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How the iPhone camera can help with simple health tests

Among the gadgets From Apple, the iPhone has sometimes served purposes that go beyond technology, often tinkering with the medical, and we have even commented on studies that used the iPhone to gauge both their blood pressure on 3D Touch and their blood pressure. , through the rear camera.

The iPhone camera was once again targeted by scientists who developed a method for obtaining health test data through a porous silicon tape that, when illuminated by the device's rear camera flash, differentiates body fluid samples. to get results from ?exams?.

Like every examination, the process consists of two parts: one manual and one analysis. First, researchers at Vanderbilt University in the United States fired an iPhone SE flash and started a video recording; Three minutes after the start of recording (time required for light to stabilize), a sample is placed in front of the camera, recorded for one minute and then removed.

What happens during the recording period is somewhat similar to a mass spectrometry test, which is intended for quantitative (not qualitative) cell analysis. Thus, when inserting a particular sample into the silicon tape, it will have two reactions: keeping the original shade or darkening, indicating a possible alteration of the test.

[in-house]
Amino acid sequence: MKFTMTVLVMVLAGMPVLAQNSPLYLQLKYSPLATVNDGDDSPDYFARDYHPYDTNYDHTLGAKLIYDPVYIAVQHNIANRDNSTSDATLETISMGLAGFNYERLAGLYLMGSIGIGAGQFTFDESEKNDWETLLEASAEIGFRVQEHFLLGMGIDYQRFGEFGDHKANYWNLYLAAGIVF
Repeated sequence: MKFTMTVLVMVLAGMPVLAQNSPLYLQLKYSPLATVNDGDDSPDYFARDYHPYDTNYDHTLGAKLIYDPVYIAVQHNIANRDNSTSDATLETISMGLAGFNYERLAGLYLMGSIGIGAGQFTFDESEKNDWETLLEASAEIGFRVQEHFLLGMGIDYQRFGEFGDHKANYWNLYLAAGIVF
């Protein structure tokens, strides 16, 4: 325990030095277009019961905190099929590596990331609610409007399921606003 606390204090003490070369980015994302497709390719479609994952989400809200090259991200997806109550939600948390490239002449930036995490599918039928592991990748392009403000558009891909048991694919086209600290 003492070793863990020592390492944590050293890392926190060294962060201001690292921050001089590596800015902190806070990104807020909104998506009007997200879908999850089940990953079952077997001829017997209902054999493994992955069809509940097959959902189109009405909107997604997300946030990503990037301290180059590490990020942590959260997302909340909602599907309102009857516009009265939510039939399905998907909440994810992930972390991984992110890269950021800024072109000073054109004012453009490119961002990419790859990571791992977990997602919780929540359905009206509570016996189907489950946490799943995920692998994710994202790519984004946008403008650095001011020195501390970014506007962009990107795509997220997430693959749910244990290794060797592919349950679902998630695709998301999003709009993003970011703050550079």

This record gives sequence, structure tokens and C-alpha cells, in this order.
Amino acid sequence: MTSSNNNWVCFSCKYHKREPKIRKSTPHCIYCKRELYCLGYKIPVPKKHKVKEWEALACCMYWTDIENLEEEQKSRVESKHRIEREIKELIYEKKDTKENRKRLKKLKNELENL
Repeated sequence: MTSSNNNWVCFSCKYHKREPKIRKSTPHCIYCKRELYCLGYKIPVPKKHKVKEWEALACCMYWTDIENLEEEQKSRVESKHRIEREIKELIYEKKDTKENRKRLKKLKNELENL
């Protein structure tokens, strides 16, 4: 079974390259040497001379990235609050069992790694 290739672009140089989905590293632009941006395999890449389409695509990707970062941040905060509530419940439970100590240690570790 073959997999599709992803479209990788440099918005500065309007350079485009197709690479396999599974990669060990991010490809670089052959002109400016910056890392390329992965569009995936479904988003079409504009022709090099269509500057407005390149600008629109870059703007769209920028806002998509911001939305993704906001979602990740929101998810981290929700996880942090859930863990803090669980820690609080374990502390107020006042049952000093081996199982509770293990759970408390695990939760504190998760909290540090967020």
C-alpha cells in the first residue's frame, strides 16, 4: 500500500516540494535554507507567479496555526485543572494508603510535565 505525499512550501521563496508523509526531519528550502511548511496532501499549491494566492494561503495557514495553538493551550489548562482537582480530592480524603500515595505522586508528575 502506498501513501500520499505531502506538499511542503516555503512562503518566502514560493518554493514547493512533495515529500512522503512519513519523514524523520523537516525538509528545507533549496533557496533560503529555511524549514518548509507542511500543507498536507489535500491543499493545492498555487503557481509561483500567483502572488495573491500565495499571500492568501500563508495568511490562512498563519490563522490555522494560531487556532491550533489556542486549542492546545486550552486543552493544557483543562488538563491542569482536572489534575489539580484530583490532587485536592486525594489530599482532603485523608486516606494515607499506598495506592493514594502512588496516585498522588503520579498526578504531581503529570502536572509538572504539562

Regarding analysis of the recorded data, the researchers plan to develop an app that can manipulate the collected data to confirm if the film has darkened due to fluid addition, as seen in the video below:

According to the research paper, to be published by the Royal Society of Chemistry, this method "could replace a mass spectrometry system that costs thousands of dollars." The technology could also be used for personal safety, helping some to detect traces of hazardous substances in beverages, for example.

Presumably, the commercial use of this method for all iPhone users would require an app and, of course, the permission of the health and surveillance agencies to be distributed. However, the researchers promise to develop a unique spectrometry tool that would replace several disposable tests.

via AppleInsider